Middle management is not a fun job to have. Your executives give vague guidelines like “We know we have bad morale, YOU fix it.” And the rank and file don’t accept that you don’t set raises and don’t personally have the CEO’s ear so you can tell him to just commit already to a vision. So what do you do? What are some actual practical tips you can use to help you build a team with morale despite the chaos and mixed messages and low pay that you can’t change.

Well, the following three tips won’t change your world over night but hopefully they start to change the tone and attitude of your team week by week. And if they do (and even if they don’t) I’d still love to hear your story in the comments below.

Step 1: Start looking for the strengths and resources you each have

Yes, your team has a million weaknesses and there is always that one person who just does not get it. But step one is sitting down at your desk and writing down the positive attributes that every single member of your team brings to the table. Even the guy you not so secretly want to fire. And if you can’t do that? Well, keep sitting there. This isn’t like in high school where your trying to figure out who has the best smile. Finding the part of each member that is relatable and trustworthy is important and valuable. What makes you trust each member with an account? Or maybe just with bringing the coffee?

This step is important because when we value the people around us, this shows in how we approach conflict, conversations, and ideas. If you don’t respect someone, you don’t respect their ideas, and this can be conveyed in body language in every interaction you have. So think about this, think hard. And remember, this isn’t about respecting someone who does not deserve respect, but it is about slowly starting to change your team culture. Changing culture takes time and changing the way everyone, even the jerk, relates to each other.

Step 2: Be curious about each other as human beings

You know what you like and respect about everyone after step one but now what?  Now you start to get to know one another.You don’t have to start being every one’s best friend, but learning about your people will help foster good will and an understanding. It is easy to believe that you know their names and the basics and now it is just time to get to work. And you can go that route easily enough. However, I doubt you are reading this article if that has been working for you. For example, in software, for a while, AGILE has been the go to word. A big part of that is the weekly stand up where everyone states where they are on their task. This is great as a barometer of where the project is, but where are the people? What’s going on with them?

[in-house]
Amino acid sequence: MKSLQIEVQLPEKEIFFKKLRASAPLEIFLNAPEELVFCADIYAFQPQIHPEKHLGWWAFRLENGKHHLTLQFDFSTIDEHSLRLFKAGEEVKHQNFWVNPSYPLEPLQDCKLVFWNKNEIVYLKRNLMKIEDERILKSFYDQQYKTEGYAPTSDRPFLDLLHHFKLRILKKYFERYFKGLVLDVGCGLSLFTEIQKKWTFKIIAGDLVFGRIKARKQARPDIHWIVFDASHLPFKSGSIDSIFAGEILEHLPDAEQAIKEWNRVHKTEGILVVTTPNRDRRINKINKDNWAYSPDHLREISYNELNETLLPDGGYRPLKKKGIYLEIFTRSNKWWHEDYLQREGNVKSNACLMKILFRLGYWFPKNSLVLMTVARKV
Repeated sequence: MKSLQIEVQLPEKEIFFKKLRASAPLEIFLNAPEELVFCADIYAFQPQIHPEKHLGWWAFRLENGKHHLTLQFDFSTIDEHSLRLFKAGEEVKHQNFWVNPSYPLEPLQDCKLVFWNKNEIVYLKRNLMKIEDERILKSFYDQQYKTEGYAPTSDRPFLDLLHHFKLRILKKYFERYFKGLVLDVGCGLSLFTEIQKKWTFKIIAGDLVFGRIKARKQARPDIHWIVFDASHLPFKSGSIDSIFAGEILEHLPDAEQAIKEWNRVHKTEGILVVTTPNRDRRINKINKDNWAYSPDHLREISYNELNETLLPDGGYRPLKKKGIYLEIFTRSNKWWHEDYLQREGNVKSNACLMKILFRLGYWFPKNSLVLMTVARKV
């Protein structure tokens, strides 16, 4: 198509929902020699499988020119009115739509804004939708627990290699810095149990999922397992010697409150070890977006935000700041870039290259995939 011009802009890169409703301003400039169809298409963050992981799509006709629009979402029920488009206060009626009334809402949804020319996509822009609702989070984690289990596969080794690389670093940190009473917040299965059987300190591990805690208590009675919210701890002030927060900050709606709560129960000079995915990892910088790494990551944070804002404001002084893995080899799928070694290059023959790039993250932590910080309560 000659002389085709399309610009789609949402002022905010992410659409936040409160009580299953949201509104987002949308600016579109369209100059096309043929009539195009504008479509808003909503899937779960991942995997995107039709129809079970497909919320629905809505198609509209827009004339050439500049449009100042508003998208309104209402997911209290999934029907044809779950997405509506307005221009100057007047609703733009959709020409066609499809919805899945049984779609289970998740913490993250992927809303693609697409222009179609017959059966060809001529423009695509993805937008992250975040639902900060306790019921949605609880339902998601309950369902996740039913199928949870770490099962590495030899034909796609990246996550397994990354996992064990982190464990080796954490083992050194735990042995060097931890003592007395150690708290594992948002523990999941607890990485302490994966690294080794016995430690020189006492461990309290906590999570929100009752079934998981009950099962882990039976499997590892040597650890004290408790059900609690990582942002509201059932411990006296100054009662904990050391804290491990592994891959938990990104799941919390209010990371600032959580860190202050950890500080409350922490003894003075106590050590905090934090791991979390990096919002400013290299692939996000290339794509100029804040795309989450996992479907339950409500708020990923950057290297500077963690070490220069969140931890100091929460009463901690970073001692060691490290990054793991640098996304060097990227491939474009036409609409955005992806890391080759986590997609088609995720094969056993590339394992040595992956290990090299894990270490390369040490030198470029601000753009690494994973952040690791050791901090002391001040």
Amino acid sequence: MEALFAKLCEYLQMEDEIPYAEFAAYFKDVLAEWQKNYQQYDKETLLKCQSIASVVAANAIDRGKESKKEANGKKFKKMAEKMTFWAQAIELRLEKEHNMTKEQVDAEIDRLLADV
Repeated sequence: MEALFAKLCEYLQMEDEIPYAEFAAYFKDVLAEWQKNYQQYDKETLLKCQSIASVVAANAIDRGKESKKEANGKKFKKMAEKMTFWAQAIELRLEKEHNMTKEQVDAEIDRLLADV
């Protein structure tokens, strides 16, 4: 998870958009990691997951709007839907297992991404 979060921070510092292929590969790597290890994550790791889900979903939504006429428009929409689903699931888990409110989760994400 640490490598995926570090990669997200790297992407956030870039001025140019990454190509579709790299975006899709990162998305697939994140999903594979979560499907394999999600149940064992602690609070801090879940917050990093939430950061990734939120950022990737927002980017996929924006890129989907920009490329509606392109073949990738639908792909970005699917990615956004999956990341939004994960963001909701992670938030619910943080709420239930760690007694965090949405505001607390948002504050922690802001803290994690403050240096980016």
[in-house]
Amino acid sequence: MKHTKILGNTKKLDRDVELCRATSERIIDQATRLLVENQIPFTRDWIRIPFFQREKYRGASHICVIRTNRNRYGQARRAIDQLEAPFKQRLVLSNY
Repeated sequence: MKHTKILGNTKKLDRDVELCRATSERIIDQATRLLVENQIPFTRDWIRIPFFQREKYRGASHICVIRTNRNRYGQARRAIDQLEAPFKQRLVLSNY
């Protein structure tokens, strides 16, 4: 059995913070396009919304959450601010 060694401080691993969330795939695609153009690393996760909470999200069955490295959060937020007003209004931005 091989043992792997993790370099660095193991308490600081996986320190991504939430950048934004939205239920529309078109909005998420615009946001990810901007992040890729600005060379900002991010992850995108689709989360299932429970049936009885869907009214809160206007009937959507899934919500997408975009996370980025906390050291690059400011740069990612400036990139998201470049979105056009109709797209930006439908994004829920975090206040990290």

To start tackling this disconnection problem, the following idea is best with teams that are eight or fewer people. You, as the manager, start by having each person stating a success and a failure each week, it can be work or personal. It’s a great way to find out if the reason so and so was a jerk this week was due to her apartment flooding or because she is bored silly with her assignment. It’s also important, as the boss, for you to participate too. If this is too much, too soon, start with a weekly coffee and bagel gathering where you just chat. My only recommendation is that you are consistent and that it be something that everyone can attend. Alcohol is a great social lubricant but if someone doesn’t want to stay late every week because of kids or a problem, or just because, that is not the best solution. Remember, this is about getting to know each other and about building a community.

Step 3: Be curious outside of the team

Now that you’ve started to respect each other and you actually know and like each other, it’s time to take this to the next level. And that is taking this attitude outside the team. I’ve seen groups where once a month they report back on a conversation they have overheard outside of the office. This helps promote active listening skills. Other teams have an assignment to interview someone in the company once a quarter. This promotes curiosity about other jobs, teams, and people. A third idea is a monthly share and tell with the department on the groups triumphs and failures. This promotes transparency and group spirit. The point is, there are a million activities that can be found online, but that periodically, take some time to be curious and interested about everyone else.

Hopefully, over time, your team will start to come together. There will always be disagreements and complaints but as a middle manager, you can absolutely foster morale and team spirit. And the first step is stepping out of the feeling of helplessness and into a mindset of respect.

Good luck!! Please share your stories below in the comments and if you would like to talk with someone directly about stresses at work or about a workshop for your team, please Call or Request An Appointment today.